Monday, March 17, 2014

DIY: Window Pane Mirror

Hey everybody, Happy Monday!  Hope you had a good weekend.  I am excited that this week's forecast is starting to look a little bit warmer, though at this rate it feels like it won't be spring until July!  Today I'm going to share with you a project I was working on during our one nice day last week.  By nice, I mean warm enough to put the garage door up and not freeze to death while working.  Warm enough to use spray paint!

On Friday I shared with you my spring mantel, draft one.  The mirror that I used in my mantel is one that I crafted, and I'm going to share with you how easy it is to make!


I decided to build my own mirror for a few reasons.  One, I had pretty specific dimensions that I wanted to satisfy.  In case you don't remember, my mantel is pretty close to the ceiling, leaving me about 24 inches total between the two.  Second, I had already scoured multiple HomeGoods, TJ Maxx, and Marshall's stores with no luck.  Third, I found some pretty great options at Hobby Lobby, but to the tune of $75.  Which was the 50% off price, no thank you.  DIY to the rescue!

I had decided that I for sure wanted a mirror that looked like a paned window.  I discovered I could buy the square mirrors with a beveled edge at Hobby Lobby in either 5'', 8'' or 12''.  I went with the 8'', I knew that once I added my trim it would give me the height that I was looking for.


The mirrors can be found in the candle section of Hobby Lobby.  They were originally $4.99 a piece, but were on sale for 50% off, allowing me to pick up 8 of them for under $20.  The labels came off pretty smoothly, as well at the little foam feet on the bottom, all with the help of a razor blade.

Next came the strategic planning.  I had my 8'' square mirrors, and I planned on using trim that was 3/4'' wide to create a 2 panel high by 4 panel wide mirror.  By doing some simple math that told me the finished dimensions of my project would be 18.25'' by 35.75''.  I picked up a 2' by 4' piece of MDF at Home Depot knowing I could have them cut it to size.  Since you never know how exact it is going to be cut, and to allow for any human error (me and measurements don't always get along)  I had them cut the board to be 18.5'' by 36''. 
While at Home Depot I also picked up all of my 3/4'' trim.  It is pine screen moulding that has a flat back and rounded top edges.  As well as my two adhesives for the wood and mirrors.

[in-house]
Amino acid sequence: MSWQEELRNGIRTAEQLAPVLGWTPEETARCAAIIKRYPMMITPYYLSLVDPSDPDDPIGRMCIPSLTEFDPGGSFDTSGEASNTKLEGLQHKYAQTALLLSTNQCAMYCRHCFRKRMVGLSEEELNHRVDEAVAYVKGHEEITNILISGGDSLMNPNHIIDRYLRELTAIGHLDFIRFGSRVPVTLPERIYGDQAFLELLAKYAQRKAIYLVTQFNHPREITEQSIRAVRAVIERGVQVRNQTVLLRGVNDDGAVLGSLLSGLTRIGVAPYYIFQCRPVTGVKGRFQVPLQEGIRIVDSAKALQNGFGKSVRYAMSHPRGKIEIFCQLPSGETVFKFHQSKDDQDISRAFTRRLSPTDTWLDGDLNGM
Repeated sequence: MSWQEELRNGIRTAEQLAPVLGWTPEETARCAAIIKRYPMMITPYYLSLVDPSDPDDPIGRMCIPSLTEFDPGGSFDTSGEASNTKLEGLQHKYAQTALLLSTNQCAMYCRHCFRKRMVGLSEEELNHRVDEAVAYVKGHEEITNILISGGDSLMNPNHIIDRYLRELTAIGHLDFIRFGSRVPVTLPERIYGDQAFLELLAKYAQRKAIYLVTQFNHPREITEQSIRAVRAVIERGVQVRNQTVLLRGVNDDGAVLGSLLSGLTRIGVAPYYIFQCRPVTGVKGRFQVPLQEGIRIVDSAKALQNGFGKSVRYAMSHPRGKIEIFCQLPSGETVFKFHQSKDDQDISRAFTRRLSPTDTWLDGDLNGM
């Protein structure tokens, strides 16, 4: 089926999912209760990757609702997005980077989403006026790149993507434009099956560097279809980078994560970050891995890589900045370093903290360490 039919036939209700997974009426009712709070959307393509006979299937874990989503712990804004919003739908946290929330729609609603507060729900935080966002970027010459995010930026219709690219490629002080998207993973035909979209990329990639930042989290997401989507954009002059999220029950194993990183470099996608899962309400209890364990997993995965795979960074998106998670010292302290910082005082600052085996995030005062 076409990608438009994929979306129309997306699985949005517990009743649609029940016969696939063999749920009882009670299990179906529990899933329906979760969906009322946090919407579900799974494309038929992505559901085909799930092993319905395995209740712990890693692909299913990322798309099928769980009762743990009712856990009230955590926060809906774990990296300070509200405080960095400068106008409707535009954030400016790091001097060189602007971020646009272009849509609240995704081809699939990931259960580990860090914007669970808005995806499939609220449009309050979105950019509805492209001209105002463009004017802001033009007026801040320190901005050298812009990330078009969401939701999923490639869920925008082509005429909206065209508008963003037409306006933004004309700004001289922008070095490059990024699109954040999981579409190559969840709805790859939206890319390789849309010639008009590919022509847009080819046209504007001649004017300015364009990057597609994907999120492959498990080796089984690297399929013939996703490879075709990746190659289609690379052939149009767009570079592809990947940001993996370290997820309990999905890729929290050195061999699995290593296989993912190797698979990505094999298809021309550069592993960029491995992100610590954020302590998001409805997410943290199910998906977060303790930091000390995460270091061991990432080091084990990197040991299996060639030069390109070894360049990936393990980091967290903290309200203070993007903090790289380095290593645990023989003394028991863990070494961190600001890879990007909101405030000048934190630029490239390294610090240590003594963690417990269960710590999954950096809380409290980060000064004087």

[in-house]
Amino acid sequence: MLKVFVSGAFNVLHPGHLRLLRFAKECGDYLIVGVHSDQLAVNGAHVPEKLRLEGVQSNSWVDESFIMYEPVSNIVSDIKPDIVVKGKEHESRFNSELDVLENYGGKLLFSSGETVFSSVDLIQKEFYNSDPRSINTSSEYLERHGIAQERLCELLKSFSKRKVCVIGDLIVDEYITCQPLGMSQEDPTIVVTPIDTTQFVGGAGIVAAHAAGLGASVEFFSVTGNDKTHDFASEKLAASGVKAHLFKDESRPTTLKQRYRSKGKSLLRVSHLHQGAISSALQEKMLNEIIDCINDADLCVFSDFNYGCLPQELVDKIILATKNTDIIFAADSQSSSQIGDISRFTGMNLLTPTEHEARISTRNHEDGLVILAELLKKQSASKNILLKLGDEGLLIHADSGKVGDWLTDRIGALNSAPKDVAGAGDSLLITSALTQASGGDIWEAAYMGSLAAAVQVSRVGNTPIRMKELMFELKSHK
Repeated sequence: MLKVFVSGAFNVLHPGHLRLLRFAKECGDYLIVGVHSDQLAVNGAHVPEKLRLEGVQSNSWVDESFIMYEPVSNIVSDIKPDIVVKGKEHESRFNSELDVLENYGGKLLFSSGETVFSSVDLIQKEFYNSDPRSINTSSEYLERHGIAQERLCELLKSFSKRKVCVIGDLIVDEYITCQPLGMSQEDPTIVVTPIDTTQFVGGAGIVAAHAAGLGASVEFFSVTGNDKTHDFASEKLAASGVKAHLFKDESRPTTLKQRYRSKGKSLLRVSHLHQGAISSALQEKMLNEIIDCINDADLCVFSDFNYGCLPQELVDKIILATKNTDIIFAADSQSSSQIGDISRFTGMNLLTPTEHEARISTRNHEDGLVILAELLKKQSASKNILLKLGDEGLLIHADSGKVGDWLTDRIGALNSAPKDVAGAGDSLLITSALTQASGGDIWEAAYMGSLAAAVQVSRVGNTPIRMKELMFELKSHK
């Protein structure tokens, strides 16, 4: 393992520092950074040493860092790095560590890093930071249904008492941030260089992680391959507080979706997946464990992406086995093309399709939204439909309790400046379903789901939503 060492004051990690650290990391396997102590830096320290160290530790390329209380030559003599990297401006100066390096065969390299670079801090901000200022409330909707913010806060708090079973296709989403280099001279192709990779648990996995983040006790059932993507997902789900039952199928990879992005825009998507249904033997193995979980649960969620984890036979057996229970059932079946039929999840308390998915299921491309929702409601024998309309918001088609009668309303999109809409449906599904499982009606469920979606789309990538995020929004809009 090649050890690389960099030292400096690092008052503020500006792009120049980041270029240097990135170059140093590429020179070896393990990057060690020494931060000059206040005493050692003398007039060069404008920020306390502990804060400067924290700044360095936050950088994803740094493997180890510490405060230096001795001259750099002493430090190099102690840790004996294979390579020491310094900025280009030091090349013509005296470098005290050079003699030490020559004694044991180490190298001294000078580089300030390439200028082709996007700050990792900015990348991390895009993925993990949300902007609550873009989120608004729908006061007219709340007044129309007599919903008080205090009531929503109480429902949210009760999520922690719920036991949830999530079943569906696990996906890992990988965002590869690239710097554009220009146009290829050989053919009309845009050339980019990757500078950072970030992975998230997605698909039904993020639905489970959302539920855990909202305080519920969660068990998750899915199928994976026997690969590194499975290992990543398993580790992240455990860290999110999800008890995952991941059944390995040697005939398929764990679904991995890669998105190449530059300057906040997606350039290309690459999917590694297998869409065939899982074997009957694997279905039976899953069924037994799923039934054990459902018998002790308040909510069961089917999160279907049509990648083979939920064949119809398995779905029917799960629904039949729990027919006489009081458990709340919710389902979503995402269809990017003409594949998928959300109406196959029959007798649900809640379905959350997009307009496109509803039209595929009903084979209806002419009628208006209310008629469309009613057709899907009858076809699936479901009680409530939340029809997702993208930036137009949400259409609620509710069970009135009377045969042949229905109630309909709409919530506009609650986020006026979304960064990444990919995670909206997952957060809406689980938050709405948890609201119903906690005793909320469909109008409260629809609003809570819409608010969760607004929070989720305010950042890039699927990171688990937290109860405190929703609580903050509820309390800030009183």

You can see I had some good scraps left over from having them cut down the piece of MDF that I can save for a future project.  I also made sure to take home a few extra feet of moulding, just in case.


First I made all the cuts for my moulding with my miter saw, and just dry fitted them all in place.  All I needed was;
2 pieces at 36'' for the top and bottom
2 pieces at 17'' for the two sides
1 piece at 34'' for the middle horizontal slat
6 pieces at 8 1/8'' for the vertical slats

This was the part where I now decided to double check that the mirrors would fit ok.  Turns out 8'' square mirrors can have quite a large variance from one to the other, not that I should be surprised.  This is the part where I almost freaked out, I thought for sure my measurements were all off.  The first mirror I picked up ended up being the smallest one of the bunch.  I thought I was going to have all this extra room in between the mirror and the moulding.  I realized they were all slightly different in size, and forged ahead trusting my initial instincts.


I just used an all purpose adhesive to secure all my pieces of trim to the MDF.  I just started around the outside edge first.  Then I used my tape measure and little pencil marks to make sure everything stayed even and centered.  I made sure to wipe up any excess glue that squished out so I wouldn't be left with any clumps when it dried.


That completed the construction part of the frame.  It didn't take long at all, including my mini freak out that it wasn't going to work at all.

Next I broke out a can of gray spray paint I had on hand to give it one quick coat.  I wanted to try distressing the mirror.  I've always seen it done, but never tried it myself.  I always worry that once I start sanding it down it is going to look horrible and then I'm screwed!  But I thought why not give it a try.


 I didn't care that it wasn't fully covered, I just wanted to make sure a little gray would peak through once I distressed it.


After that dried I used 3 thin coats of a flat white spray paint.  I lie, it was probably 2 thin coats, plus 1 thicker coat because I was getting impatient.


I let everything dry over night.  The next morning I took a sanding block and went over all of the pieces of moulding.  Making sure not to let it look too uniform or even.  I was excited, it was looking good, better that I expected it would!


Then I dry fit all of the mirrors.  It was like a giant puzzle.  All of the mirrors were slightly different, as were the squares on the frame.  I just kept moving them all around till they all sat nice, flat and even.  Next, I just popped them out one at a time with a flat head screwdriver.


Using a good amount of mirror adhesive I made sure to center each tile as I dropped it back in and pressed it firmly in place.  Once they were all glued down I left the mirror flat to dry for the next day.

I cleaned everything up with a little glass cleaner, and voila!  Awesome mirror, done!  I absolutely love how it turned out.  I'm sure it will become a staple on my mantel.


Project breakdown:

Mirrors $19.92
2'x4' MDF $6.67
21' Pine Moulding $8.42
Loctite Power Grab, all purpose adhesive $3.65
Loctite Mirror adhesive $5.22
Spray Paint Free (already had)

Total: $43.94

Almost half the price of the Hobby Lobby mirror I had been eyeing!  It would run you a few more bucks if you didn't have any paint on hand.  Still, it would come in at a great price!  I love my new window pane mirror!

No comments:

Post a Comment